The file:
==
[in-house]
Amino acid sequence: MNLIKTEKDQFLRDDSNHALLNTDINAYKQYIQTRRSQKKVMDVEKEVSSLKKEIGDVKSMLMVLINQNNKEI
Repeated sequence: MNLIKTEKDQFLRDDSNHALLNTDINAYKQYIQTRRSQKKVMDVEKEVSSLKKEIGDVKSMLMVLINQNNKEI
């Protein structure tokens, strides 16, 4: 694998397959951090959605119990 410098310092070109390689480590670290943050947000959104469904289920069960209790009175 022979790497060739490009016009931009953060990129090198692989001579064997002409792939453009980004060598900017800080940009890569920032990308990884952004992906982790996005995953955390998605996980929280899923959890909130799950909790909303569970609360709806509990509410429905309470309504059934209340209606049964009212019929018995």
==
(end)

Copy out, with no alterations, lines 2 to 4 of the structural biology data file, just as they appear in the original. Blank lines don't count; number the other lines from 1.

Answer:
Amino acid sequence: MNLIKTEKDQFLRDDSNHALLNTDINAYKQYIQTRRSQKKVMDVEKEVSSLKKEIGDVKSMLMVLINQNNKEI
Repeated sequence: MNLIKTEKDQFLRDDSNHALLNTDINAYKQYIQTRRSQKKVMDVEKEVSSLKKEIGDVKSMLMVLINQNNKEI
């Protein structure tokens, strides 16, 4: 694998397959951090959605119990 410098310092070109390689480590670290943050947000959104469904289920069960209790009175 022979790497060739490009016009931009953060990129090198692989001579064997002409792939453009980004060598900017800080940009890569920032990308990884952004992906982790996005995953955390998605996980929280899923959890909130799950909790909303569970609360709806509990509410429905309470309504059934209340209606049964009212019929018995």